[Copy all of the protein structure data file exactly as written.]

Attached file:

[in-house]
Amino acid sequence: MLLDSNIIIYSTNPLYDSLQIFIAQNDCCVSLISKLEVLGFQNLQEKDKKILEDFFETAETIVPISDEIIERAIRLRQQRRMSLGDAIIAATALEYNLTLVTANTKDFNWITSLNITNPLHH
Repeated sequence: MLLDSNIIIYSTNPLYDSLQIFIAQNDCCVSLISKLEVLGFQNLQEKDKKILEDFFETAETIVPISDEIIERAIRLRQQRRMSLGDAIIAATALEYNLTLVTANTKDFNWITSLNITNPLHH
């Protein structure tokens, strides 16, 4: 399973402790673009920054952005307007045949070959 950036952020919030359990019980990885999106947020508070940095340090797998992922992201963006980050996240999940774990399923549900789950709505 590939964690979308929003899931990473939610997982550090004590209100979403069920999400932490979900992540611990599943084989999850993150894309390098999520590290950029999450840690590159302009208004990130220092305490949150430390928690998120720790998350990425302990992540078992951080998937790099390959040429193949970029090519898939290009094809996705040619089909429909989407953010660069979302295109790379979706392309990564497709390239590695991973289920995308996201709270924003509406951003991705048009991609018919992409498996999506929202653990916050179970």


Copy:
[in-house]
Amino acid sequence: MLLDSNIIIYSTNPLYDSLQIFIAQNDCCVSLISKLEVLGFQNLQEKDKKILEDFFETAETIVPISDEIIERAIRLRQQRRMSLGDAIIAATALEYNLTLVTANTKDFNWITSLNITNPLHH
Repeated sequence: MLLDSNIIIYSTNPLYDSLQIFIAQNDCCVSLISKLEVLGFQNLQEKDKKILEDFFETAETIVPISDEIIERAIRLRQQRRMSLGDAIIAATALEYNLTLVTANTKDFNWITSLNITNPLHH
């Protein structure tokens, strides 16, 4: 399973402790673009920054952005307007045949070959 950036952020919030359990019980990885999106947020508070940095340090797998992922992201963006980050996240999940774990399923549900789950709505 590939964690979308929003899931990473939610997982550090004590209100979403069920999400932490979900992540611990599943084989999850993150894309390098999520590290950029999450840690590159302009208004990130220092305490949150430390928690998120720790998350990425302990992540078992951080998937790099390959040429193949970029090519898939290009094809996705040619089909429909989407953010660069979302295109790379979706392309990564497709390239590695991973289920995308996201709270924003509406951003991705048009991609018919992409498996999506929202653990916050179970």